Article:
Kidnappings:- There is the case of Skycoin employees holding their CEO hostage. On June 13th, nine members of the Skycoin team broke into the CEO’s home and in an effort to seize his stake in Skycoin’s holdings, the group tied up and beat both him and his wife.
Telegram Scammers:- Telegram is a social media platform which is the ‘go to’ tool for avid cryptocurrency investors. Telegram has been criticized recently for it’s inability to counter identity theft. Almost all Telegram users have been approached at one stage or another by users purporting to be someone either well known (such as a YouTuber)or a trusted admin of a cryptocurrency group. Offering help and advice with issues and promising improved deals, their ultimate aim is to get you to part with your cryptocurrency and send it to them. It is rumored that many of the scammers form gangs who receive a percentage of their ill-gotten gains.
Other social media platforms such as Twitter and Facebook are also fraught with false identities aiming to defraud us.
Ransomware:- Ransomware is a major issue for end users and corporations. It is malicious software which encrypts data residing hard drives. Without the encryption keys, the recipient of ransomware is unable to decrypt their data. It is generally delivered by either email or malicious code in web sites. Once a user’s computer is encrypted, a message is displayed demanding that cryptocurrency (normally Bitcoin) is deposited to a wallet. It is usual practice to set a deadline for payment. If payment is not received by the required time, the ‘ransom’ increases. Almost all the criminals involved in delivering ransomware demand cryptocurrency.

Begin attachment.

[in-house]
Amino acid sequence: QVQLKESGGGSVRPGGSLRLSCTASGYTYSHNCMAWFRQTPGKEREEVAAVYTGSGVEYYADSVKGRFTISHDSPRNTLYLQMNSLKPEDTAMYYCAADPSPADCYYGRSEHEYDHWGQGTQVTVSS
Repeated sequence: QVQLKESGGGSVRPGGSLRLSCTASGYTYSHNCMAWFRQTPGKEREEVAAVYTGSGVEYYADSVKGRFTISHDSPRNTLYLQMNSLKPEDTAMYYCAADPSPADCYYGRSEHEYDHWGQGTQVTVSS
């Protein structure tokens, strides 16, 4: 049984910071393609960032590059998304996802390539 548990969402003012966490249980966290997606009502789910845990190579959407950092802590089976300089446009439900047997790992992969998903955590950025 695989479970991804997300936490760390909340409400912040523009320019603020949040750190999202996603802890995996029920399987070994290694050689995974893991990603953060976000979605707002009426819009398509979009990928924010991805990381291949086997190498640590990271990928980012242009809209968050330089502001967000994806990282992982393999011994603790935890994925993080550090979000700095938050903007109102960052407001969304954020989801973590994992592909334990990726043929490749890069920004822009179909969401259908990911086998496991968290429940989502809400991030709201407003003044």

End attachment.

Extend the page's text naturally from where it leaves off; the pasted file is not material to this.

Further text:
In summary, whilst the cryptocurrency space has a large element of risk, it will improve as new technologies, processes and procedures come to fruition. Blockchain itself is not where the risk lies, it’s the accompanying applications and platforms. We must all remember we are at the early stages of adoption and given time, blockchain and decentralization has the ability to remedy all areas of concern that currently exist in the world of fiat. The aforementioned criminal activities are is not just apparent in crypto, these same practices and tactics are also used in banking and other areas of online trading. They are part of everyday life, crypto or not.
Given time, Bitcoin and cryptocurrency in general, will change our lives forever and for the better. Whilst Nakamoto may be turning in his/her virtual grave at the moment, the future is bright and Bitcoin will almost certainly realize the original vision of a fairer and more accountable financial environment where shady financial personnel and practices will be a thing of the past.
Keep the faith and stay safe….
Is Satoshi Nakamoto Turning in his Virtual Grave? was originally published in Data Driven Investor on Medium, where people are continuing the conversation by highlighting and responding to this story.